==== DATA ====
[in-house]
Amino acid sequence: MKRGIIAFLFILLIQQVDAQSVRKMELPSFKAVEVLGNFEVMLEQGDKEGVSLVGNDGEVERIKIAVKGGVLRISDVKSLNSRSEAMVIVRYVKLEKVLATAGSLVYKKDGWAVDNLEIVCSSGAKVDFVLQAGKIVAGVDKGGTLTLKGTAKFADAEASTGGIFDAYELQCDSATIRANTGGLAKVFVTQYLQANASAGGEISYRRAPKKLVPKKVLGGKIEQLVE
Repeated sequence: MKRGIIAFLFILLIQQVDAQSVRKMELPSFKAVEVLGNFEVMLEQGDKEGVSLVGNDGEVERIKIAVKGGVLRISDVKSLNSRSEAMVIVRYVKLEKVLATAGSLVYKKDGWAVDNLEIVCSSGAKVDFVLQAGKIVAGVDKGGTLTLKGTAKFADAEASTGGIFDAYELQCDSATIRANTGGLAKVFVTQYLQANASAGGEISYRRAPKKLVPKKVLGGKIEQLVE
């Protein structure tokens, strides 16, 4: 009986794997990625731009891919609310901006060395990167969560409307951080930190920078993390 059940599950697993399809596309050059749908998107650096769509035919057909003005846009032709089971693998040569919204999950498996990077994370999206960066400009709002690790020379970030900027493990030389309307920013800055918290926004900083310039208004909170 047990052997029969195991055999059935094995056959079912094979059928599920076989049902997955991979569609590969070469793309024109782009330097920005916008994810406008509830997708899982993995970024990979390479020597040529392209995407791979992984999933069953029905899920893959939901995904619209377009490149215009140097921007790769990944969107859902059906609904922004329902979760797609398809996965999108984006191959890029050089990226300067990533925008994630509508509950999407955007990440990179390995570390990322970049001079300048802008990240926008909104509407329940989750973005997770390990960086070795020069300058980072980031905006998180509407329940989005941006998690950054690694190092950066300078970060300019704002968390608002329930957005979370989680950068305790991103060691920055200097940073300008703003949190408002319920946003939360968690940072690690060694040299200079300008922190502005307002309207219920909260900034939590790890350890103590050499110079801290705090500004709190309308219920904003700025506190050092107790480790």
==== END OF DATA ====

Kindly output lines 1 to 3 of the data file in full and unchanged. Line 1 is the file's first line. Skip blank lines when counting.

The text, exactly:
[in-house]
Amino acid sequence: MKRGIIAFLFILLIQQVDAQSVRKMELPSFKAVEVLGNFEVMLEQGDKEGVSLVGNDGEVERIKIAVKGGVLRISDVKSLNSRSEAMVIVRYVKLEKVLATAGSLVYKKDGWAVDNLEIVCSSGAKVDFVLQAGKIVAGVDKGGTLTLKGTAKFADAEASTGGIFDAYELQCDSATIRANTGGLAKVFVTQYLQANASAGGEISYRRAPKKLVPKKVLGGKIEQLVE
Repeated sequence: MKRGIIAFLFILLIQQVDAQSVRKMELPSFKAVEVLGNFEVMLEQGDKEGVSLVGNDGEVERIKIAVKGGVLRISDVKSLNSRSEAMVIVRYVKLEKVLATAGSLVYKKDGWAVDNLEIVCSSGAKVDFVLQAGKIVAGVDKGGTLTLKGTAKFADAEASTGGIFDAYELQCDSATIRANTGGLAKVFVTQYLQANASAGGEISYRRAPKKLVPKKVLGGKIEQLVE